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How to Get Hired Faster by Borrowing Sales and Marketing Ideas

Written by Kevin Donlin contributing co-author of "Guerrilla Marketing for Job Hunters 2"

Your job search is a sales and marketing campaign.

To get hired, you must identify, qualify and contact prospects (decision makers who can hire you) and sell to them (convince them to offer you a job).

Because most folks looking for a job have only a limited exposure to sales and marketing, here are four techniques you can use to get hired faster ...

  1. Treat Voicemails as Radio Spots

    Here's an idea: Think of your voicemail messages as 30-second radio commercials. That means you should script and rehearse the voicemails you leave for employers. Don't adopt a fake baritone, but you should sound upbeat and professional.

    While other job seekers leave dull, rambling messages, you can give employers one more reason to hire you, by leaving tantalizing voicemails that practically force them to call you back.

    Example: "Hi, this is Steve Jones. I wanted to make sure you got the resume I mailed you on Monday for the position of accountant. I had something to add to the part where I saved $27,000 last year for a firm just like yours. If you'd like to know the missing piece, please call me at 702-555-1212. Thank you!"

  2. Send Sales Letters, Not Cover Letters

    It's been said (by me) that you can't bore employers into hiring you. So why send out the same dull-as-a-tax-form cover letters as other job seekers?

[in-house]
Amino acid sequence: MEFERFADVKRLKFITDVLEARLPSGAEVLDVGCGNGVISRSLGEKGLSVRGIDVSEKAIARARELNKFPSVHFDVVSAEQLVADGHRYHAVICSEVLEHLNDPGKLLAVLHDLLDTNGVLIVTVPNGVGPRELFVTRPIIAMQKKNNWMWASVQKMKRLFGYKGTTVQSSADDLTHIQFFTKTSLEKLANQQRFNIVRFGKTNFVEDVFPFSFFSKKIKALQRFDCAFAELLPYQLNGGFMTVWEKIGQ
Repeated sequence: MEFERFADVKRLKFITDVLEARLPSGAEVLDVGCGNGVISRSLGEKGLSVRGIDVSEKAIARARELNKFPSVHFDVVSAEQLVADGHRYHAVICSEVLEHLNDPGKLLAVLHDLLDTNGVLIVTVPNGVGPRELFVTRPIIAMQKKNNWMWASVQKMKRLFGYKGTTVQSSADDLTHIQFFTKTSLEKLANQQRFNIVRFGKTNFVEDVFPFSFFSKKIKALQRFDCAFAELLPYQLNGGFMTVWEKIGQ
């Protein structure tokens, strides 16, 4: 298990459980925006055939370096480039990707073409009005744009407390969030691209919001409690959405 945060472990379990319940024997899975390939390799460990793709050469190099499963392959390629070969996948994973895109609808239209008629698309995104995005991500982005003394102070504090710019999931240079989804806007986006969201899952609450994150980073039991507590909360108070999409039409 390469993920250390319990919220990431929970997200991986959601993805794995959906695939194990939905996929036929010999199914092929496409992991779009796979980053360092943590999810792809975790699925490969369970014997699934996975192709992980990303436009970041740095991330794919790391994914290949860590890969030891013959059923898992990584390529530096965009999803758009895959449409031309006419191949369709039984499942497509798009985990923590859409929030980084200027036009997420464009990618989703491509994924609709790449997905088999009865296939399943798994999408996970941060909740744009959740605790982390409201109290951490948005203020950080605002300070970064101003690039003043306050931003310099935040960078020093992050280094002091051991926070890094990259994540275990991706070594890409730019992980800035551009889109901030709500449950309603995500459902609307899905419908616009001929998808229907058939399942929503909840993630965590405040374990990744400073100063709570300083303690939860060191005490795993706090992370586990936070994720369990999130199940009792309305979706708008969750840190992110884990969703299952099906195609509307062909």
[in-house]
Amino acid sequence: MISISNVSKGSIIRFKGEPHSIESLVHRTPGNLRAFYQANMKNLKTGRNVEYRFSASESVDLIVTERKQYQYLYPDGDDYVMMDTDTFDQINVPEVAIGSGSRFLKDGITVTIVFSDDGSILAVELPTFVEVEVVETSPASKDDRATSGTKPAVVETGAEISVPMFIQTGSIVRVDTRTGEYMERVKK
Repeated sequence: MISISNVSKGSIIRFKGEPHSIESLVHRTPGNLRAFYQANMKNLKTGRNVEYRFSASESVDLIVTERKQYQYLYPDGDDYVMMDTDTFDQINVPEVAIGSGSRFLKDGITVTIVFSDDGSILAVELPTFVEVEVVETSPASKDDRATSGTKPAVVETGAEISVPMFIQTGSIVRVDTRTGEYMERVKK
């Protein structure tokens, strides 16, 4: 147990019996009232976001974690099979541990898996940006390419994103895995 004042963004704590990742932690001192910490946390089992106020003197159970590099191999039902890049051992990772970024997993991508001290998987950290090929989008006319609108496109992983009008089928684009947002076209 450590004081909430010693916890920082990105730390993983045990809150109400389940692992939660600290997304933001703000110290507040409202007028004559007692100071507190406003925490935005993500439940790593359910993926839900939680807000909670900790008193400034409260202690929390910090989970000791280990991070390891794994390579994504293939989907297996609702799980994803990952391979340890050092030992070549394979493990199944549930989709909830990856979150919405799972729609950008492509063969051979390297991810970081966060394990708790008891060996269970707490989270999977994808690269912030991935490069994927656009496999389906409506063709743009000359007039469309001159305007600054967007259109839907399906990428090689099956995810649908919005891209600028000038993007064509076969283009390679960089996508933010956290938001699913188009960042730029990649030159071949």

To sell an employer on the idea of hiring you, it helps to send them a ... sales letter.

    To learn the basics, Google "writing sales letters" or start reading and analyzing the junk mail you get each day. Meanwhile, here's a crash course to get you started:

    • Personalize your opening. Example: "Dear Mr. Jackson." Never, ever write: "Dear Sir or Madam." Can't find the name of the hiring manager? Pick up the phone and call. Timid job seekers have skinny kids.

    • Focused on the reader. All good sales letters are written about "you," the reader, and not, "I," the author. If you change all instances of "I" to "you" in your cover letter, you'll instantly make it more effective.

    • Make specific claims, then prove them with facts. Look at your last letter. How many numbers, percentages, and dollar signs do you see? Add more.

    • Ask for the sale. Example: "Please call me today to learn how I can save you money as a customer service manager." Or, better: "I will call your office at 10 a.m. Wed. to answer any questions and tell you how I saved $15,000 in my last role as a customer service manager."
  3. Sell to Past "Customers"

    Ask most ordinary sales reps to get more revenue and they'll reply, "That's going to take time. I need to find new customers."

    By contrast, a smart sales rep will reply, "I can start today by selling to past customers."

    Similarly, most job seekers get so caught up in looking for new jobs at new employers that they neglect the co-workers and managers who already know and trust them.

    Make a list of every co-worker and manager you have ever had, going back to high school. Cross off the ones you can't stand. Then, call or email the remaining people to let them know about your job search.

    And don't let the fact that your old boss left the company stop you from calling. In fact, you should rejoice. You can not only call them at their new employer, you can also introduce yourself to their replacement at the old employer -- turning one contact into two.

  4. Get More Sales and Marketing Ideas for Free

    Want more ideas to adapt and adopt for your job search? Visit and browse the best-selling sales and marketing books. Search by title or the phrases "sales books" and "marketing books."

    Key: Most new books have the "Look Inside" feature, which lets you read selected parts for free online. Spend an hour at this and you'll find at least three ways to get on an employer's radar.

Why not start now?

- Kevin Donlin

Kevin Donlin is contributing co-author of "Guerrilla Marketing for Job Hunters 2.0." Since 1996, he has provided job-search help to more than 20,000 people. For a free glimpse, visit Guerrilla Job Search System DVD.